Often this happens because parents don’t check their children’s hair regularly, she added.
Ian Burgess, Director of the Medical Entomology Centre, in Cambridge, told MailOnline it was likely the child had been suffering with the lice for several months.
He said: ‘There must be 200-300 adults there, however the combing technique is odd, without any break or cleaning of the comb.
‘Strangely, the lice all seem to be stuck to the middle of the comb but I cannot work out why or how.
‘This kid would have caught lice in the normal way and then the numbers just grew unchecked because nobody did anything.
‘It would take a few months to get to this level. I’ve seen similar cases some with thousands of lice in the early days of testing products available in the UK, such as Hedrin, but not so much now.’
He added: ‘It should be treated in the normal way but often requires a longer course of treatment because it is easier to miss eggs or even the odd louse when applying treatment.’
Head lice cause a person’s scalp to itch as they are allergic to the lice.
However, not everyone is allergic – and the lack of itchiness can mean the head lice go undetected and continue to multiply.
People are embarrassed of the condition and so don’t seek help, so the infestation grows, she added.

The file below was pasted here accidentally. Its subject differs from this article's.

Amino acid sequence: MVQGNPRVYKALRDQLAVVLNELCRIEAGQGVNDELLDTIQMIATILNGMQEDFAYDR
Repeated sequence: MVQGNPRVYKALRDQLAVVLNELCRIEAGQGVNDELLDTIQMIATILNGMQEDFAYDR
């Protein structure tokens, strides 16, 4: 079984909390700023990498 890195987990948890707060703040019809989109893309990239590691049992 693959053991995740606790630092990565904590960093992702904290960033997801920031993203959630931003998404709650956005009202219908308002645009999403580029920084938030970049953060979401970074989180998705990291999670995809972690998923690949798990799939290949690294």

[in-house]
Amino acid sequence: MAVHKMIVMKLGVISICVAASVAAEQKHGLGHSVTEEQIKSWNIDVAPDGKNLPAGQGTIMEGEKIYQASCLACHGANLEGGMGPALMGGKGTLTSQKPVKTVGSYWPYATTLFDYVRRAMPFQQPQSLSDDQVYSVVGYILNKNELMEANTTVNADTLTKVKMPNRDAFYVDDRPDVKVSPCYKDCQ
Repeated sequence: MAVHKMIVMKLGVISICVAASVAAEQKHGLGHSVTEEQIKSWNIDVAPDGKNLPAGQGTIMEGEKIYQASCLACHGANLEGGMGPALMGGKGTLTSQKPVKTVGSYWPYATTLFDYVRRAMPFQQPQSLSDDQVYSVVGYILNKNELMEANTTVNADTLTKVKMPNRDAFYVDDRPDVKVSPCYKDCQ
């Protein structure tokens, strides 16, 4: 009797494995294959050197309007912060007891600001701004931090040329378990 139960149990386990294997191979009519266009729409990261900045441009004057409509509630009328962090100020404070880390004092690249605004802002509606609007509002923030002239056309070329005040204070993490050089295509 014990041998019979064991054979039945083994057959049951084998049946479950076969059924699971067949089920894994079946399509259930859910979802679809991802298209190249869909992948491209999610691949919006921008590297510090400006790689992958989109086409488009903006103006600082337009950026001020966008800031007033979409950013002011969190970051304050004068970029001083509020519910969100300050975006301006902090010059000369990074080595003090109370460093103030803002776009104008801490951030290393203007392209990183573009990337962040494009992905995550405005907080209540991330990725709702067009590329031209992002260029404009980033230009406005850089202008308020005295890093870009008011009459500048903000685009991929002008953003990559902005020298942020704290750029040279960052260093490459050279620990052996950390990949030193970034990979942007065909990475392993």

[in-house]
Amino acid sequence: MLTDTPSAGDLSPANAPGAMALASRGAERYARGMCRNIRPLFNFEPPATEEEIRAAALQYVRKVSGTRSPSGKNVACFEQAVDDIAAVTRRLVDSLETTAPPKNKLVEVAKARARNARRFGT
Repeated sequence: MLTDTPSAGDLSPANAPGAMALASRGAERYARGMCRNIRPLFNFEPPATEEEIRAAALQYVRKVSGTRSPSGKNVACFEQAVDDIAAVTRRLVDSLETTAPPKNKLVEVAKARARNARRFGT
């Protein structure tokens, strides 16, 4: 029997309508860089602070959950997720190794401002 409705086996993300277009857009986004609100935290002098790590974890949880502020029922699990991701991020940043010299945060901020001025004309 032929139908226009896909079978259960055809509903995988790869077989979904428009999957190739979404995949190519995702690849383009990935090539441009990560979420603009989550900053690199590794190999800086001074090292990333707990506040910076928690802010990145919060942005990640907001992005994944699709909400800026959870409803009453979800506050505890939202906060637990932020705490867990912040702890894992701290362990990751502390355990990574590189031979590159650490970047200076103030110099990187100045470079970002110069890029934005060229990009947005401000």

Ms Wright added that the lice could be affecting the child’s health.
She said: ‘Lice carry bacteria, impetigo. When the feed, they inject their saliva. That contains an anticoagulant.
‘Low levels of this anticoagulant will bring on mild flu-like symptoms.
‘When we see children with bad infestations they are quite pale, quite quiet, not concentrating on schoolwork.
‘They might be socially ostracised because other children don’t want to play with them.’
Dr Perotti agreed that such extreme cases of head lice can lead to other health problems.
She said: ‘There are so many wounds on the skin, from the biting of the lice and the scratching. This means bacteria and fungus can colonise.
‘Because she is in a Latin American country, she might attract flies that lay their eggs.
‘This causes myiasis – flies lay an egg or lay a larva and the skin is colonised by the larva and it grows in the skin.’
Ms Wright recommended that combing is the best way of treating head lice, as they are resistant to many of the over-the-counter products.
‘They use the products in the hope they will work. If they don’t do the hard work of combing, getting the eggs out, it won’t work.
‘Often we see heavy infestations where the parents have been using products on a regular basis.’
She advised that the mother in the video was making mistakes in her attempts to treat the lice.
Parents should use a fine tooth comb on wet hair, and should clean the comb of lice after each brush.
She said: ‘The lady in the video was not cleaning her comb, lice will be dropping back into the hair and onto the floor and the seat, she’s probably going to catch it.
‘The hair wasn’t moist enough so she was tearing her daughter’s hair out.’